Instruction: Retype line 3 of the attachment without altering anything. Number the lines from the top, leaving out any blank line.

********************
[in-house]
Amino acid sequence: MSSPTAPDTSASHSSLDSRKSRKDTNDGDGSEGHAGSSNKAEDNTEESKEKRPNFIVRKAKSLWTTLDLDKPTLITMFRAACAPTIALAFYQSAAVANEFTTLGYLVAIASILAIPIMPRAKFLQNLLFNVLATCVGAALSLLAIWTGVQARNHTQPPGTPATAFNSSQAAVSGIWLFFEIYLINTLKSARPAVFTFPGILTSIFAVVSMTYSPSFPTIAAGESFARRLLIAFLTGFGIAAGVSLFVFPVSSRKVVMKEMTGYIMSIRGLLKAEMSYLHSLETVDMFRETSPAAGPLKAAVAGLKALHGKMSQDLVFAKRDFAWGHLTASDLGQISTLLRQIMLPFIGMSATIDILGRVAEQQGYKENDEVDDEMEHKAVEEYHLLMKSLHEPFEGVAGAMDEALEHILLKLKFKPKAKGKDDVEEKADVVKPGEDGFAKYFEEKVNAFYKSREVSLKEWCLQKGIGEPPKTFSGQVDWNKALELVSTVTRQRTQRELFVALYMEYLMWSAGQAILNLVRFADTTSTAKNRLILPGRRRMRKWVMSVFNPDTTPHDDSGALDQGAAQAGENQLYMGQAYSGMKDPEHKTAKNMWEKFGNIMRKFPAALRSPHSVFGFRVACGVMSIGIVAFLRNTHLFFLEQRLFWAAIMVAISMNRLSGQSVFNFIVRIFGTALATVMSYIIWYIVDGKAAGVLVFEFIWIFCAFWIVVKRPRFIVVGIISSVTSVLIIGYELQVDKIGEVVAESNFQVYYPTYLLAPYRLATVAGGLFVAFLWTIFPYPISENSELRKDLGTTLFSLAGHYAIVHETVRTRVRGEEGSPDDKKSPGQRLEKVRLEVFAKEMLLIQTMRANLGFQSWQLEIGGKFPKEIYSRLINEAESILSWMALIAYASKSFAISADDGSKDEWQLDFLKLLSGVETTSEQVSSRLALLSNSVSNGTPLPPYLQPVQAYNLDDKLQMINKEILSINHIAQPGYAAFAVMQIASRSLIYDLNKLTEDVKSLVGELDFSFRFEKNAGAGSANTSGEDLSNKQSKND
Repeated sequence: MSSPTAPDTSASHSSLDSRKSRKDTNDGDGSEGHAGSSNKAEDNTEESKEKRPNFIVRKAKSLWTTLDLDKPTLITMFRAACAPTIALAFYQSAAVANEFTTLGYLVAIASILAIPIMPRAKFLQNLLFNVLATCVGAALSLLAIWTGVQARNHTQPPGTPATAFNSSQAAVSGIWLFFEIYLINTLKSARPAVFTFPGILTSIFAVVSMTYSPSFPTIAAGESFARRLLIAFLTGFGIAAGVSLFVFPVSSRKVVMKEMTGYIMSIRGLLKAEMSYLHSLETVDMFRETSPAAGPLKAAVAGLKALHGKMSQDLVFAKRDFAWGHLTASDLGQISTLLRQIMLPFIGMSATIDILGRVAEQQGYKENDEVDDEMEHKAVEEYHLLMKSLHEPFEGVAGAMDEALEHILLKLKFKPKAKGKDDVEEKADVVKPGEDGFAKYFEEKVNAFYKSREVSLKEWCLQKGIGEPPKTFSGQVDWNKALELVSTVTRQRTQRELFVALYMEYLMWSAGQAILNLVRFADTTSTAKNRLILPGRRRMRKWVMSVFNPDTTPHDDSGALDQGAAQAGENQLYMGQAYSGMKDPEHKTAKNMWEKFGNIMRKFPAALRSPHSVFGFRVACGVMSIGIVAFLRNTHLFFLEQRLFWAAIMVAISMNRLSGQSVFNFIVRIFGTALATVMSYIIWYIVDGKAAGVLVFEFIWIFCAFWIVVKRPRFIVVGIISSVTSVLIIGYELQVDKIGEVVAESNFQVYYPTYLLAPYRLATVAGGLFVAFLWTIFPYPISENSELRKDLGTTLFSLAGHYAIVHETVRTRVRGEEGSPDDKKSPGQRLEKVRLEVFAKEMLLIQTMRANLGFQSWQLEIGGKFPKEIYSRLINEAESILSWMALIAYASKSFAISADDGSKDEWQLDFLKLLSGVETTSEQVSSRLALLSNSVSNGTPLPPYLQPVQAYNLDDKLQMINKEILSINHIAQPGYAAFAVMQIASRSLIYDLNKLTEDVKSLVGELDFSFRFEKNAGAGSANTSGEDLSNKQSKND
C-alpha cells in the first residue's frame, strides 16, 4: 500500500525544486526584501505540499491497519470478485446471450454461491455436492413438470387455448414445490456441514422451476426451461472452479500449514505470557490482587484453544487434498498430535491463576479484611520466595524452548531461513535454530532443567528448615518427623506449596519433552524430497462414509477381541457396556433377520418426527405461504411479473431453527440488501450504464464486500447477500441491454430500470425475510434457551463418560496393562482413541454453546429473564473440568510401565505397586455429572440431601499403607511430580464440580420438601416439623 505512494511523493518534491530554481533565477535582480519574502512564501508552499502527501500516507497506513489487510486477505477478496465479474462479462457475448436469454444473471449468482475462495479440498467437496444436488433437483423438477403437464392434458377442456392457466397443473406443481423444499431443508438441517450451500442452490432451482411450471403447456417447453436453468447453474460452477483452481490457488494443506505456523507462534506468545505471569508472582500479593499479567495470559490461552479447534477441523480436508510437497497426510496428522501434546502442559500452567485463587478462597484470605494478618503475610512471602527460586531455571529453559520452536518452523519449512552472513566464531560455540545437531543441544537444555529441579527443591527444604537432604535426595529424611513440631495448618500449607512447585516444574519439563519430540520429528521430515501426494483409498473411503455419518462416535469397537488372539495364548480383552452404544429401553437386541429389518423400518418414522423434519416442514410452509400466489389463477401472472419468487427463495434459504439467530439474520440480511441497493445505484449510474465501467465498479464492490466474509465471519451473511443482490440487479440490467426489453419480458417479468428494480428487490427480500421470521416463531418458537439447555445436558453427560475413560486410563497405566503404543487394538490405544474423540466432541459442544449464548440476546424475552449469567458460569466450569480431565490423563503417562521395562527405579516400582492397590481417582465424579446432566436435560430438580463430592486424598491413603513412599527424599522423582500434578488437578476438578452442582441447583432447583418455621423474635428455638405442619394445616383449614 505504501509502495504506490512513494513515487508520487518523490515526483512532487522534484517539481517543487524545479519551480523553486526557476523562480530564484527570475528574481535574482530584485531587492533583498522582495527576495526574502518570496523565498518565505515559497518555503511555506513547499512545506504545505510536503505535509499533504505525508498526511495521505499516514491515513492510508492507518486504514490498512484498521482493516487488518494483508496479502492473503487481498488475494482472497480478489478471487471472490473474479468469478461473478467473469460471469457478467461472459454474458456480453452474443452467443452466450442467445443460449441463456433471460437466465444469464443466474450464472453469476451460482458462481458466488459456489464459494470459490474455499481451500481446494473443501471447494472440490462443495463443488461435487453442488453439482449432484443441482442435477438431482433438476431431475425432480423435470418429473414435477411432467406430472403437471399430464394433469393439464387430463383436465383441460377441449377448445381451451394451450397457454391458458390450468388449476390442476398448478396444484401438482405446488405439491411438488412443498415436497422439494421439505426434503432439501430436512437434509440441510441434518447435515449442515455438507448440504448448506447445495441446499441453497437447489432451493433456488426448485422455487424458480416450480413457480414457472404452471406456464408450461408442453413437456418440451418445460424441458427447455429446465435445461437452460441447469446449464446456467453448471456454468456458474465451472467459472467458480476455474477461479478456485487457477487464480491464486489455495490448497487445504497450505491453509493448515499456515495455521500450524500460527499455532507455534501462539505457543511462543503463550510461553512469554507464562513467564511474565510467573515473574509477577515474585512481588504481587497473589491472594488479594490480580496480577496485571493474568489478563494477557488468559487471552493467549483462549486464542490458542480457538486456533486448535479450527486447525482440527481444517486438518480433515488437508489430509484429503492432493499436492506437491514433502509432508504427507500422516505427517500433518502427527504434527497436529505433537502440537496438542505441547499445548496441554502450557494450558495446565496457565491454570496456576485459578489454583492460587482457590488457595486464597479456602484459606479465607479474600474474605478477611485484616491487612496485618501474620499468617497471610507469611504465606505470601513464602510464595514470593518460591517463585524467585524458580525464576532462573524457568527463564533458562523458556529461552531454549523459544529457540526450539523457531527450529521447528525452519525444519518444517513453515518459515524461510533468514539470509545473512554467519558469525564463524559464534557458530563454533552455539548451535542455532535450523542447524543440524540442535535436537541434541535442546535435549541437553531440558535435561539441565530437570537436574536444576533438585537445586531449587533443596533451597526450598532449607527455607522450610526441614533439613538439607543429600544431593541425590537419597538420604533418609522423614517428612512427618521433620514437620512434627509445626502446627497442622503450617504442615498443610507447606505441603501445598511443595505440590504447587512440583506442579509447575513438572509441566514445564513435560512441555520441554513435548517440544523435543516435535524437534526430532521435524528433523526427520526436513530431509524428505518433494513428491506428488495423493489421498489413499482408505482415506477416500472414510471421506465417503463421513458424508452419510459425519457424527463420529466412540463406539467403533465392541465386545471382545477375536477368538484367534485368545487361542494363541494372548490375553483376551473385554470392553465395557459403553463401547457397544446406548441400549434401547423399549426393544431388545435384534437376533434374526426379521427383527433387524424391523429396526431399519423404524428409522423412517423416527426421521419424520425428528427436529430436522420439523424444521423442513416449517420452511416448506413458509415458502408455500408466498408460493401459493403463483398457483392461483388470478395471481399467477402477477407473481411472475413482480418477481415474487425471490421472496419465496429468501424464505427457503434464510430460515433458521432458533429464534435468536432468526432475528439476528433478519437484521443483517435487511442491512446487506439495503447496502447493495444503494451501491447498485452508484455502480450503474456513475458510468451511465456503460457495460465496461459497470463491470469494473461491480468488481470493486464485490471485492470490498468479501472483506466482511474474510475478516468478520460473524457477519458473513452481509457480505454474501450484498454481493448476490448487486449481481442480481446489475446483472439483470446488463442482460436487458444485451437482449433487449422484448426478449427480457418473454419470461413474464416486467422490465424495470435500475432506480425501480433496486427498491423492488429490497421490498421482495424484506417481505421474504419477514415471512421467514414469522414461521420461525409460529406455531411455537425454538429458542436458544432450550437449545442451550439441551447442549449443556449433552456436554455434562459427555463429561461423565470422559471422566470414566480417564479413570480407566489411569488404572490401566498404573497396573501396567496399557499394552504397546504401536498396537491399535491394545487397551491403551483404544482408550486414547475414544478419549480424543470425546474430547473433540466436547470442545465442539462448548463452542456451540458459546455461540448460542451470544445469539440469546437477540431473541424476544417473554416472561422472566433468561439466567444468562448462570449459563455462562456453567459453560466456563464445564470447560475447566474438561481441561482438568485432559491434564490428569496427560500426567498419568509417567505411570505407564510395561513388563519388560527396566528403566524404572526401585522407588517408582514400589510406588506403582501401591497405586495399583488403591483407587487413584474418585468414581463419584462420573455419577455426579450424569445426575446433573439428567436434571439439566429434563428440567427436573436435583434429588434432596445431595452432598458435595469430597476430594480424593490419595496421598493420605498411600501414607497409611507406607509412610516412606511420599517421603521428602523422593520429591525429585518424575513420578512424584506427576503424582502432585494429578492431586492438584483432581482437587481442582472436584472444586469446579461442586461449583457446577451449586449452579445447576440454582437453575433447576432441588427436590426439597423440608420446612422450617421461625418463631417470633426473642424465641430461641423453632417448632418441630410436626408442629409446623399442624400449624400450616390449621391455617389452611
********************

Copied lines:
Repeated sequence: MSSPTAPDTSASHSSLDSRKSRKDTNDGDGSEGHAGSSNKAEDNTEESKEKRPNFIVRKAKSLWTTLDLDKPTLITMFRAACAPTIALAFYQSAAVANEFTTLGYLVAIASILAIPIMPRAKFLQNLLFNVLATCVGAALSLLAIWTGVQARNHTQPPGTPATAFNSSQAAVSGIWLFFEIYLINTLKSARPAVFTFPGILTSIFAVVSMTYSPSFPTIAAGESFARRLLIAFLTGFGIAAGVSLFVFPVSSRKVVMKEMTGYIMSIRGLLKAEMSYLHSLETVDMFRETSPAAGPLKAAVAGLKALHGKMSQDLVFAKRDFAWGHLTASDLGQISTLLRQIMLPFIGMSATIDILGRVAEQQGYKENDEVDDEMEHKAVEEYHLLMKSLHEPFEGVAGAMDEALEHILLKLKFKPKAKGKDDVEEKADVVKPGEDGFAKYFEEKVNAFYKSREVSLKEWCLQKGIGEPPKTFSGQVDWNKALELVSTVTRQRTQRELFVALYMEYLMWSAGQAILNLVRFADTTSTAKNRLILPGRRRMRKWVMSVFNPDTTPHDDSGALDQGAAQAGENQLYMGQAYSGMKDPEHKTAKNMWEKFGNIMRKFPAALRSPHSVFGFRVACGVMSIGIVAFLRNTHLFFLEQRLFWAAIMVAISMNRLSGQSVFNFIVRIFGTALATVMSYIIWYIVDGKAAGVLVFEFIWIFCAFWIVVKRPRFIVVGIISSVTSVLIIGYELQVDKIGEVVAESNFQVYYPTYLLAPYRLATVAGGLFVAFLWTIFPYPISENSELRKDLGTTLFSLAGHYAIVHETVRTRVRGEEGSPDDKKSPGQRLEKVRLEVFAKEMLLIQTMRANLGFQSWQLEIGGKFPKEIYSRLINEAESILSWMALIAYASKSFAISADDGSKDEWQLDFLKLLSGVETTSEQVSSRLALLSNSVSNGTPLPPYLQPVQAYNLDDKLQMINKEILSINHIAQPGYAAFAVMQIASRSLIYDLNKLTEDVKSLVGELDFSFRFEKNAGAGSANTSGEDLSNKQSKND